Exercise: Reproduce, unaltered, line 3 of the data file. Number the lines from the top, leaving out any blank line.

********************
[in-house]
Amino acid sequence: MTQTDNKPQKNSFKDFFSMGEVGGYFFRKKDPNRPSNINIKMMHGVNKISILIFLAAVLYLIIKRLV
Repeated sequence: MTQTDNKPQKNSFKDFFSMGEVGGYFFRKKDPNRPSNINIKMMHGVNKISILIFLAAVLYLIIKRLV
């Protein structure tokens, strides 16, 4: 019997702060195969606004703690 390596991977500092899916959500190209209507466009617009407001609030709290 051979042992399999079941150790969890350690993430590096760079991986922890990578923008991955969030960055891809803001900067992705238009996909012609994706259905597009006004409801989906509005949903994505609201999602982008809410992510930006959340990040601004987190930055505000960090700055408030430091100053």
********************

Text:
Repeated sequence: MTQTDNKPQKNSFKDFFSMGEVGGYFFRKKDPNRPSNINIKMMHGVNKISILIFLAAVLYLIIKRLV